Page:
I'm a PC

Main article: I'm a PC

Microsoft responded to the Get a Mac advertising campaign in late 2008 by releasing the I'm a PC campaign, featuring Microsoft employee Sean Siler as a John Hodgman look-alike. While Apple's ads show personifications of both Mac and PC systems, the Microsoft ads show PC users instead proudly defining themselves as PCs.

Justin Gets Real

In the wake of the Mac transition to Apple silicon, in March 2021, Intel made a similar advertising campaign, known as Justin Gets Real, featuring Justin Long as himself promoting Intel PCs over Macs. These commercials typically start with Long stating, "Hello, I'm a..." against the familiar plain white background before he suddenly says, "Justin, just a real person doing a real comparison between Mac and PC.". He is then seen interacting with the computers in a realistic setting and/or with others using them.[16][17]

In popular culture/parodies

This article contains a list of miscellaneous information. Please relocate any relevant information into other sections or articles. (March 2020)

See also


  1. ^ "Apple's 'Get a Mac,' the Complete Campaign". Adweek. April 13, 2011. Retrieved October 2, 2011.
  2. ^ Leonard, Devin (August 29, 2009). "Hey, PC, Who Taught You to Fight Back?". The New York Times. Retrieved December 2, 2015.
  3. ^ "Effie Awards : Winners Showcase : 2007 : Get a Mac campaign". Archived from the original on June 16, 2010. Retrieved July 12, 2010.
  4. ^ a b Rhoads, Kelton. "Get-A-Mac Campaign Analysis" (PDF). Archived from the original (PDF) on June 17, 2012. Retrieved July 11, 2012.
  5. ^ Nudd, Tim. "Apple's'Get a Mac,' the Complete Campaign". Retrieved July 11, 2012.
  6. ^ "The "Get a Mac" ads you won't find on your television". Retrieved May 30, 2007.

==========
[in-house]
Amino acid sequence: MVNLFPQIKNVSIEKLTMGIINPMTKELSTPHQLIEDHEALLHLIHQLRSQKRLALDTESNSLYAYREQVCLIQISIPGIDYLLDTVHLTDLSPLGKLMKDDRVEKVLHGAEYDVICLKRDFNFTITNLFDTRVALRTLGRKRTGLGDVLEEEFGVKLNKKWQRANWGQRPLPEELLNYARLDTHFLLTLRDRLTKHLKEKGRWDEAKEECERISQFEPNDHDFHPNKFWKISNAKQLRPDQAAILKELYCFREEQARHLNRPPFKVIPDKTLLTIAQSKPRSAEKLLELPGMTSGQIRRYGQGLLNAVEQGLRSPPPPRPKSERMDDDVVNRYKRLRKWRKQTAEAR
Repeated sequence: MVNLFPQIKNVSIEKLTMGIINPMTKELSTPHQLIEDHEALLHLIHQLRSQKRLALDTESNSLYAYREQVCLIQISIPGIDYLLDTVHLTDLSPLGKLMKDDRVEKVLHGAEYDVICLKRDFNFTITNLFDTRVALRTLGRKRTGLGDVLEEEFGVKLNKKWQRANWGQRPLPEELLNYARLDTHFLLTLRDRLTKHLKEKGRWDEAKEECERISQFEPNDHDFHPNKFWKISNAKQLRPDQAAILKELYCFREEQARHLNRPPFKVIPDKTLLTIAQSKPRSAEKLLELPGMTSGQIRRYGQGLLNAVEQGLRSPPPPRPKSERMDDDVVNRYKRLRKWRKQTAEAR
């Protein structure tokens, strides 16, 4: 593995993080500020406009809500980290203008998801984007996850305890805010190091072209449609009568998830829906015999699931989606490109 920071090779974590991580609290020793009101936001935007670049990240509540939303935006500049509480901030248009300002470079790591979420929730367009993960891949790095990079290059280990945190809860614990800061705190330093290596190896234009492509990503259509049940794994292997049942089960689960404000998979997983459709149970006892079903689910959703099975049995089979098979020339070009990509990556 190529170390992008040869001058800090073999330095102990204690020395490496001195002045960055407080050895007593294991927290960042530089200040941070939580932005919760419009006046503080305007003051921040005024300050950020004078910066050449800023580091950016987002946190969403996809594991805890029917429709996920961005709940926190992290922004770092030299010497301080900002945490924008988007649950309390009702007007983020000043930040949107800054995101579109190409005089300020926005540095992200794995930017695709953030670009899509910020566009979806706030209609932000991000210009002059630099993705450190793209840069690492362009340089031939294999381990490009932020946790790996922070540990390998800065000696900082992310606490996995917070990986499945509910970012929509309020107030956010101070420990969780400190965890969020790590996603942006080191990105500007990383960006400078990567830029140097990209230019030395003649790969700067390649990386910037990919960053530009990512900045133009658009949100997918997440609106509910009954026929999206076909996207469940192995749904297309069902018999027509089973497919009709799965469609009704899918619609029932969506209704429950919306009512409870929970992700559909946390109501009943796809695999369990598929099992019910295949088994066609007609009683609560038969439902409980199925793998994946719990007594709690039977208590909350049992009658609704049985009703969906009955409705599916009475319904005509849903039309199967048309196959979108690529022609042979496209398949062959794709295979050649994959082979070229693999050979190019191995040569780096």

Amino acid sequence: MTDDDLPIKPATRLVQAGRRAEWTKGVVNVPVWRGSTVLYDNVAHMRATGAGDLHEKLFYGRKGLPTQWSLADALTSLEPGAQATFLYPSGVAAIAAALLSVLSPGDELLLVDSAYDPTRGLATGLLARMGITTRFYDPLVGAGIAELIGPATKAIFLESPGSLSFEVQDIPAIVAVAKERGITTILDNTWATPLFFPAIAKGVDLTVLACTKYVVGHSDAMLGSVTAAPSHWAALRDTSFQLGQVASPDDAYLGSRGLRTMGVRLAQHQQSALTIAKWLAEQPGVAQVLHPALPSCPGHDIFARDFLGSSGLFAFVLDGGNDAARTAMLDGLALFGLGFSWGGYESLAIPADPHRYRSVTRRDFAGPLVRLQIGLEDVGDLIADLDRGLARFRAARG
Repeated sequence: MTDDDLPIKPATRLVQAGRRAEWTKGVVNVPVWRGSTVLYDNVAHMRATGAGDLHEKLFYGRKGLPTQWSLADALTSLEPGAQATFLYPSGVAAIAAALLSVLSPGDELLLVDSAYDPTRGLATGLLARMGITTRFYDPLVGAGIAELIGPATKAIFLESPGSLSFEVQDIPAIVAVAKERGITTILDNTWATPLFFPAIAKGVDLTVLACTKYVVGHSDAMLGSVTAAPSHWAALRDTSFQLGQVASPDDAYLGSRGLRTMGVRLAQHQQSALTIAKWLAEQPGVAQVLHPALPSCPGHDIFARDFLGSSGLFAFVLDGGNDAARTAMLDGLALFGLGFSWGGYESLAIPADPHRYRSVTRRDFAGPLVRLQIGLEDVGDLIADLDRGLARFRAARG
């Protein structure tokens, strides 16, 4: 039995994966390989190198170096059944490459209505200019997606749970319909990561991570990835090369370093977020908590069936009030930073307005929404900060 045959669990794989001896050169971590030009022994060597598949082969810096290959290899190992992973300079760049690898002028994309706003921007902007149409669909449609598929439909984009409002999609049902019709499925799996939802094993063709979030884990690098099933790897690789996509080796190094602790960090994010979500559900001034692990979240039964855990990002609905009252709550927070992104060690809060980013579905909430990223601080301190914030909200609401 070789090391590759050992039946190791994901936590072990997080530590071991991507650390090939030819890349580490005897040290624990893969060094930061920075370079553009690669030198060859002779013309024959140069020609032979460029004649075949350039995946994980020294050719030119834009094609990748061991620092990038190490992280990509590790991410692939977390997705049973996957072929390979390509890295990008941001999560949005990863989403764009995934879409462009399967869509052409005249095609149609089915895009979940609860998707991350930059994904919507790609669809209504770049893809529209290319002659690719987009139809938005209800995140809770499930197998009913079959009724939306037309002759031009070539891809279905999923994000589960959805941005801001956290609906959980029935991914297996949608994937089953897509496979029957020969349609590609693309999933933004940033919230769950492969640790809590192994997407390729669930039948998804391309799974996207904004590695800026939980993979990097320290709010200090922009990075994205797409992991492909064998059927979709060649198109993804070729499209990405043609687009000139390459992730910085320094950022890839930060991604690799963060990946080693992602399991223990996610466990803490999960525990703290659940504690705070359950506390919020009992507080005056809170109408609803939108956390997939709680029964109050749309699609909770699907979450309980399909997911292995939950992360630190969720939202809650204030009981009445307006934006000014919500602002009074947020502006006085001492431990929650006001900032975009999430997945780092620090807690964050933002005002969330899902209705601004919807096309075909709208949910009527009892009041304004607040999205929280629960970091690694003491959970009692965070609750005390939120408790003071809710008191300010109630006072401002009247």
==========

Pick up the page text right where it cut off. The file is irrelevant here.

7. ^ "Apple Mac "Easy As 1-23" 300×560, 898×110". Archived from the original on June 20, 2011. Retrieved March 30, 2011.
  8. ^ "Apple Mac "114,000 Viruses? Not On A Mac" 300×250". Archived from the original on August 11, 2011. Retrieved April 21, 2011.
  9. ^ "Apple Mac "Still The Most Advanced OS" 300×250". Archived from the original on June 20, 2011. Retrieved April 21, 2011.
  10. ^ "Apple Mac "Emergency Banner Refresh" 300x600, 948x90". Archived from the original on June 19, 2011. Retrieved March 30, 2011.
  11. ^ "Apple Mac "Give Up On Vista" 300x600, 728x90". Archived from the original on November 25, 2010. Retrieved April 2, 2011.
  12. ^ "Apple Event - November 10". YouTube. Timestamp 45:28. Archived from the original on December 14, 2021.
  13. ^ Stevenson, Seth (June 19, 2006). "Apple's mean-spirited ad campaign". Slate Magazine.
  14. ^ Brooker, Charlie (February 5, 2007). "I hate Macs". The Guardian. London. Retrieved May 3, 2010.
  15. ^ Ulanoff, Lance (August 6, 2008). "Macs Are PCs, Dammit!". PC Magazine. Retrieved October 2, 2009.
  16. ^ "Justin Long switches sides in new Mac vs PC commercials". CNN. March 17, 2021. Retrieved November 10, 2022.
  17. ^ "'I'm a Mac' guy Justin Long, known for Apple ads, now touts Intel PCs in new commercials". USA Today. Retrieved November 10, 2022.
  18. ^ "Novell Linux, Mac, PC". YouTube. Archived from the original on December 14, 2021. Retrieved July 12, 2010.
  19. ^ "Mac Spoofed". TrueNuff TV.
  20. ^ "Valve Leaks Teaser Images for Announcement of Steam (and Games) for Mac [Updatedx4]". MacRumors. Retrieved April 11, 2022.
  21. ^ a b Fickett, Travis (March 20, 2008). "Numb3rs Returns in IGN's Exclusive Promo". IGN. Retrieved February 4, 2014.
  22. ^ a b "Exclusive: The Mathematician And The FBI Agent". IGN. March 20, 2008. Archived from the original on February 23, 2014. Retrieved February 4, 2014.
  23. ^ T-Mobile spoof